Astronomical Observatory of Kharkov National University Department of Solar, Lunar and Planetary Physics
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1999-2004 Astronomical Institute of Kharkov University. Department of Solar, Lunar and Planetary Physics

DSLPP > Moon > Polarization > Model

A Model for the Polarimetric and Photometric Characteristics of the Moon at Moderate Phase Angles Based on Realistic Assumptions on Regolith Microstructure

Yu. I. Velikodsky, V. V. Korokhin, and L. A. Akimov

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There are known two potential mechanisms for explaining positive polarization that is observed for atmosphereless celestial bodies at large phase angles. The first one, Fresnel's reflection, may take place due to existing of large (in comparison with wavelength) smooth surfaces in regolith (glasses). The second one, Rayleigh's scattering, supposes the presence of particles with sizes smaller than wavelength, i.e. with submicron sizes. It is known that typical size of regolith particles is about tens of micrometers. The particles are mainly aggregates of smaller grains of micron- submicron sizes. Such particles cannot produce a pure Rayleigh polarization. On the other hand, Fresnel's reflection yields too large phase angles of the positive polarization maximum and cannot explain this effect by oneself.

Taking into account that the principal contribution to scattering (and, hence, to positive polarization) may produce small particles with subwavelength sizes we propose a combinative heuristic model using the Rayleigh-Gans approximation, Fresnel's reflection on large surfaces, shadow-hiding effect, and multiple scattering on micro- and macro-scales. The model shows a good agreement with observational data for the Moon for both brightness and polarization degree phase dependences (Figs. 5 and 6) with the same set of parameters. Also the model explains Umov's law and decreasing of the phase angle of polarization maximum with albedo increasing, which is observed for the Moon and asteroids.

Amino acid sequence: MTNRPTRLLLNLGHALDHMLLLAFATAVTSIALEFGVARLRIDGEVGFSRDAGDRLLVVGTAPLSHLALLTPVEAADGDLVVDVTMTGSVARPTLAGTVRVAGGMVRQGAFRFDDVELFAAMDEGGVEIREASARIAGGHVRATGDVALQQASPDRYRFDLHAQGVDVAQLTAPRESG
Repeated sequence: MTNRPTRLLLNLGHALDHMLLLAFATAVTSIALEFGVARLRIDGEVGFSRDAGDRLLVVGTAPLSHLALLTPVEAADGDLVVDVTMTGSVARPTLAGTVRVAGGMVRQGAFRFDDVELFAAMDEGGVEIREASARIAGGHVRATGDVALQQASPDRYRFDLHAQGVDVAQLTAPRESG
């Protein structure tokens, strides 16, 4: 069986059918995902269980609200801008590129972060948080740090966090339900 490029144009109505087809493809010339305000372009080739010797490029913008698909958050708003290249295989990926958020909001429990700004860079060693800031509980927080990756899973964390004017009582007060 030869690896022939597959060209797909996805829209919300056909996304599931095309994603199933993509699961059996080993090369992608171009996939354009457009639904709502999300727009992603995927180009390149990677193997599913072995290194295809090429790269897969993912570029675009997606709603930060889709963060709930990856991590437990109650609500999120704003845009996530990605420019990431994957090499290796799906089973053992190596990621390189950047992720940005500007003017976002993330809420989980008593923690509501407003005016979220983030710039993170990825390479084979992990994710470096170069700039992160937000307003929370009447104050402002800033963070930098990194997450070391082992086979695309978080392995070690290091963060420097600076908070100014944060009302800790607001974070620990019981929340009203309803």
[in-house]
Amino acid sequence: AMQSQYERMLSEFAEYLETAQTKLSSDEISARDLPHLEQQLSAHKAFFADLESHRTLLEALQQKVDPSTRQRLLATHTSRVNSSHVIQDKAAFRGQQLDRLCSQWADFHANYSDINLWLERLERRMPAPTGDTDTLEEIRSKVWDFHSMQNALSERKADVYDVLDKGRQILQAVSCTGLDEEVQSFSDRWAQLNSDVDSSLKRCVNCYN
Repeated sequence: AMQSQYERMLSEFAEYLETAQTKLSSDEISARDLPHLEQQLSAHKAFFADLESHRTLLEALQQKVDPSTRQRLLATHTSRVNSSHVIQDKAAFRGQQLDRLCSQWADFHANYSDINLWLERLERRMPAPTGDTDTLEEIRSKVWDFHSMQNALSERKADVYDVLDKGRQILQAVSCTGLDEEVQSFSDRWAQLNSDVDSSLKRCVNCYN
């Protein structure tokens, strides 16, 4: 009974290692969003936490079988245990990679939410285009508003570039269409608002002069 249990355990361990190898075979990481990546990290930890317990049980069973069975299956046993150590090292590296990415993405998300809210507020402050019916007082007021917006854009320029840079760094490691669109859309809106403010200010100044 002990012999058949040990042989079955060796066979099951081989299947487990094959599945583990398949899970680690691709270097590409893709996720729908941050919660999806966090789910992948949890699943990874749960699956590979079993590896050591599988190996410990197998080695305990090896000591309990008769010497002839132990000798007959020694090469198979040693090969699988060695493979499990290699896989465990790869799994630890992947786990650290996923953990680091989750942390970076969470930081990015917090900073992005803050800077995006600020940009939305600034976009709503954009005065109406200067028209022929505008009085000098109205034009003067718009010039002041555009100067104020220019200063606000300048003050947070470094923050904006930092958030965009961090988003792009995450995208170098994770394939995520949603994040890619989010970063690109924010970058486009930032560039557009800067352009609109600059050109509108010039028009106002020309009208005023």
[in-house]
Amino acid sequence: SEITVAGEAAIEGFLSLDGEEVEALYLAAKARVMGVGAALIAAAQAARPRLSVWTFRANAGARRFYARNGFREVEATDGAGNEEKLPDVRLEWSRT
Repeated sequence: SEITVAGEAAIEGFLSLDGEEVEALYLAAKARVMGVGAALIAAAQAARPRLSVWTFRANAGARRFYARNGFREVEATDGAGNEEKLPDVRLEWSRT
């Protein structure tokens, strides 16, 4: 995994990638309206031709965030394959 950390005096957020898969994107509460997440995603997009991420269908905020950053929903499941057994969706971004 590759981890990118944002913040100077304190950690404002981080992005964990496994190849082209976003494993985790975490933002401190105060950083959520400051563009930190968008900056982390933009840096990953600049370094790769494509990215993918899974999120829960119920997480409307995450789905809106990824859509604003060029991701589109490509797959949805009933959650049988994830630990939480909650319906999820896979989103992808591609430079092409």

Phase dependence of brightness was approximated at moderate phase angles (Fig. 6), where a good approximation with exponential function exists (Akimov, 1988). At large phase angles the model yields higher values of brightness than the exponent. It is known that phase dependence at large phase angles differs from Akimov's exponent, and our model can explain this difference. To check this we plan to study phase dependence at large phase angles by absolute observations and investigation of mare-highlands contrast.


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